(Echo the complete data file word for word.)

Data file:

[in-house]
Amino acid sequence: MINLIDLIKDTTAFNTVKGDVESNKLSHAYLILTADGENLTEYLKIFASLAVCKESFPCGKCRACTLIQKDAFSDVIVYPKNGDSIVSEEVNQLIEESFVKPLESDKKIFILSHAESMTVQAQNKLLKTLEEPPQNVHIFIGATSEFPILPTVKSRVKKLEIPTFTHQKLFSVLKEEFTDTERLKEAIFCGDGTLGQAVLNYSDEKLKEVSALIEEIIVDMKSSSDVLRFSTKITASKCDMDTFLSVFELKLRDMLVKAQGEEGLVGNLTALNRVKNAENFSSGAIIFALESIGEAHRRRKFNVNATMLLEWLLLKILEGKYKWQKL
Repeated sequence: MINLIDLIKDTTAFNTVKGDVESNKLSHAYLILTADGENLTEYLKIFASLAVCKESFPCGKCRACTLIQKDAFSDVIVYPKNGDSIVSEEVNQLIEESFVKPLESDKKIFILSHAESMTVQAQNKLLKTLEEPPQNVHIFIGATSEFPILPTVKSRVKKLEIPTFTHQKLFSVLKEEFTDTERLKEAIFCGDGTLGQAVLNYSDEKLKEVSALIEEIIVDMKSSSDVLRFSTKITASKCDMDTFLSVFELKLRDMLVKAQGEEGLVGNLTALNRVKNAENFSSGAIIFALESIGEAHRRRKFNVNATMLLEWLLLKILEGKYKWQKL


[in-house]
Amino acid sequence: MINLIDLIKDTTAFNTVKGDVESNKLSHAYLILTADGENLTEYLKIFASLAVCKESFPCGKCRACTLIQKDAFSDVIVYPKNGDSIVSEEVNQLIEESFVKPLESDKKIFILSHAESMTVQAQNKLLKTLEEPPQNVHIFIGATSEFPILPTVKSRVKKLEIPTFTHQKLFSVLKEEFTDTERLKEAIFCGDGTLGQAVLNYSDEKLKEVSALIEEIIVDMKSSSDVLRFSTKITASKCDMDTFLSVFELKLRDMLVKAQGEEGLVGNLTALNRVKNAENFSSGAIIFALESIGEAHRRRKFNVNATMLLEWLLLKILEGKYKWQKL
Repeated sequence: MINLIDLIKDTTAFNTVKGDVESNKLSHAYLILTADGENLTEYLKIFASLAVCKESFPCGKCRACTLIQKDAFSDVIVYPKNGDSIVSEEVNQLIEESFVKPLESDKKIFILSHAESMTVQAQNKLLKTLEEPPQNVHIFIGATSEFPILPTVKSRVKKLEIPTFTHQKLFSVLKEEFTDTERLKEAIFCGDGTLGQAVLNYSDEKLKEVSALIEEIIVDMKSSSDVLRFSTKITASKCDMDTFLSVFELKLRDMLVKAQGEEGLVGNLTALNRVKNAENFSSGAIIFALESIGEAHRRRKFNVNATMLLEWLLLKILEGKYKWQKL